The Business, Innovation and Skills Committee’s report on open access, published today, says journal-provided gold open access is a desirable end state but that the repository-provided green route is preferable during the transition.
It cites recent research that suggests that adopting gold open access could cost UK research-intensive universities up to 25 times more than adopting green.
It says RCUK’s policy preference for gold, which is based on the recommendations of the 2012 Finch Report, introduces perverse incentives for subscription journals to lengthen their green embargo periods and to introduce a gold option “in order to force UK authors to pay for gold”.
It also highlights the danger of “double-dipping”, whereby publishers fail to reduce their subscription fees in proportion to their increasing income from open access article fees. Even where this does not occur, the savings on subscription rates would be spread among all countries, rather than being concentrated on the UK, the report adds.
It also notes that “hybrid” journals tend to charge higher article fees than pure open access journals, and says RCUK should only fund article fees for the latter.
The MPs argue that the Finch Group underestimated the existing extent of green provision, which has been fuelled by £225m in government investment in repositories and accounts for seven-eights of the UK’s current open access output.
It adds that compliance with green mandates, which the report suggested was patchy, could be improved where it is required by funders and assessors. It commends the Higher Education Funding Council for England’s proposal to require published papers to be immediately deposited in a repository as a condition of eligibility for the research excellence framework, and calls on RCUK to reinstate a similar requirement it included in an earlier version of its policy.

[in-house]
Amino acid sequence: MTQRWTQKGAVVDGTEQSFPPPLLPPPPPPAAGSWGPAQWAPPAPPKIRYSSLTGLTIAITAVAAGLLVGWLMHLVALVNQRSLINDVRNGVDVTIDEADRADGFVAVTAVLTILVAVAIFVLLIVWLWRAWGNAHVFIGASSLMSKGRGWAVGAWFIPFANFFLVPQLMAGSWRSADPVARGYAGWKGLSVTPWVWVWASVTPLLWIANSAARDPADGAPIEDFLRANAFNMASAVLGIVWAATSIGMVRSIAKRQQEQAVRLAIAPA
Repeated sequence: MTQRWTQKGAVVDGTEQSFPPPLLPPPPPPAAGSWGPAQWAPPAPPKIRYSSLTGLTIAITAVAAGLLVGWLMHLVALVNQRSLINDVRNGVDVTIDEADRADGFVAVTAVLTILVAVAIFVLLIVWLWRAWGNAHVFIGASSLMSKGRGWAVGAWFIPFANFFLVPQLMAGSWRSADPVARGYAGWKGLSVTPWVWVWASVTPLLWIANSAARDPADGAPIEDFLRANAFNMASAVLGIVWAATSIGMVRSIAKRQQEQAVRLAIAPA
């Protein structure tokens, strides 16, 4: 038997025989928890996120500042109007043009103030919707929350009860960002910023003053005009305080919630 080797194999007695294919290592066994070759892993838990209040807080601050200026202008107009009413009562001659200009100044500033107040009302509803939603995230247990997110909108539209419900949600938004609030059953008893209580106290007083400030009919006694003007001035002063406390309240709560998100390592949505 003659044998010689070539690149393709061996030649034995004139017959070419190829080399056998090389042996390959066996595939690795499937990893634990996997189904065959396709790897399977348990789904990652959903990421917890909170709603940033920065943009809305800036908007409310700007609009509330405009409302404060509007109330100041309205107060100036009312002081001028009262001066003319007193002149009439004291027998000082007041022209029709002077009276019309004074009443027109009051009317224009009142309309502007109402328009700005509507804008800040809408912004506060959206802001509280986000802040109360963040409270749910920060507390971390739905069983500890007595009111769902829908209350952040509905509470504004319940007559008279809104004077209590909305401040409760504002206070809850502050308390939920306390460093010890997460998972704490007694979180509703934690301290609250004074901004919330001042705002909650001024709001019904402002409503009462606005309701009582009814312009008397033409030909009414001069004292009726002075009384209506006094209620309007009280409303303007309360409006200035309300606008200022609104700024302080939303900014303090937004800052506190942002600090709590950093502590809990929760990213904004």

The MPs say there is no evidence that short embargo periods hit journal subscriptions, and calls on RCUK to restore its original embargo periods of six months for science and 12 months for other subjects. These were later doubled for a five-year transition period following pressure from publishers and the government to comply with longer periods recommended in the Finch Report.
According to the committee’s report, there is “a considerable volume of evidence” suggesting that the average article fees used in the Finch Report’s calculations was “very high”. There was a risk that, despite the report’s intentions, the figure was seen by publishers as a “benchmark”.
Article fees are unlikely to be driven down unless researchers are made more sensitive to them by allowing them to pay for article fees out of their own grants, the MPs add.
Their report also calls for the subscription prices that institutions pay to be made public. It says the non-disclosure agreements by which they are typically shrouded present a “significant obstacle” to efforts to drive the price down. If publishers do not respond to representations, the government should consider referring the matter to the Competition Commission, the committee says.
Its chair, Labour MP Adrian Bailey, added: “It became increasingly evident during the course of our inquiry that some elements of the scholarly publishing market are dysfunctional. The government’s open access policy risks making the situation worse, causing longer embargoes, restricting access, and inflicting higher costs on UK higher education institutions.”